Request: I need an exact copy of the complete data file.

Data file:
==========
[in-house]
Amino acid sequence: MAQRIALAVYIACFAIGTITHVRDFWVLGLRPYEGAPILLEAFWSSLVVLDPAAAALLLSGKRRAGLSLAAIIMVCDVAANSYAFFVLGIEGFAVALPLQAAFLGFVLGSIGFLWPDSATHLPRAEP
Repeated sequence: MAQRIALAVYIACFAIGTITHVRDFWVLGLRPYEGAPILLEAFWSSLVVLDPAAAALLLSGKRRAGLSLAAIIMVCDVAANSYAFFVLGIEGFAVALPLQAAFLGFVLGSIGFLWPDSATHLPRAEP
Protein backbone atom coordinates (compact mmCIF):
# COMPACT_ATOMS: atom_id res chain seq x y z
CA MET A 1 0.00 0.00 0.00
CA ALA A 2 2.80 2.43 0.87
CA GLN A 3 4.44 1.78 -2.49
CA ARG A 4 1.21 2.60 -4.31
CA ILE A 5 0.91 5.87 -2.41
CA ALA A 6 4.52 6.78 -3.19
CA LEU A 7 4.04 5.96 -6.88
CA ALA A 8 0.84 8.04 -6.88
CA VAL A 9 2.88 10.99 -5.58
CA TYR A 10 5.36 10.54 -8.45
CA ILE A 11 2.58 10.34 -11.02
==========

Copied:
[in-house]
Amino acid sequence: MAQRIALAVYIACFAIGTITHVRDFWVLGLRPYEGAPILLEAFWSSLVVLDPAAAALLLSGKRRAGLSLAAIIMVCDVAANSYAFFVLGIEGFAVALPLQAAFLGFVLGSIGFLWPDSATHLPRAEP
Repeated sequence: MAQRIALAVYIACFAIGTITHVRDFWVLGLRPYEGAPILLEAFWSSLVVLDPAAAALLLSGKRRAGLSLAAIIMVCDVAANSYAFFVLGIEGFAVALPLQAAFLGFVLGSIGFLWPDSATHLPRAEP
Protein backbone atom coordinates (compact mmCIF):
# COMPACT_ATOMS: atom_id res chain seq x y z
CA MET A 1 0.00 0.00 0.00
CA ALA A 2 2.80 2.43 0.87
CA GLN A 3 4.44 1.78 -2.49
CA ARG A 4 1.21 2.60 -4.31
CA ILE A 5 0.91 5.87 -2.41
CA ALA A 6 4.52 6.78 -3.19
CA LEU A 7 4.04 5.96 -6.88
CA ALA A 8 0.84 8.04 -6.88
CA VAL A 9 2.88 10.99 -5.58
CA TYR A 10 5.36 10.54 -8.45
CA ILE A 11 2.58 10.34 -11.02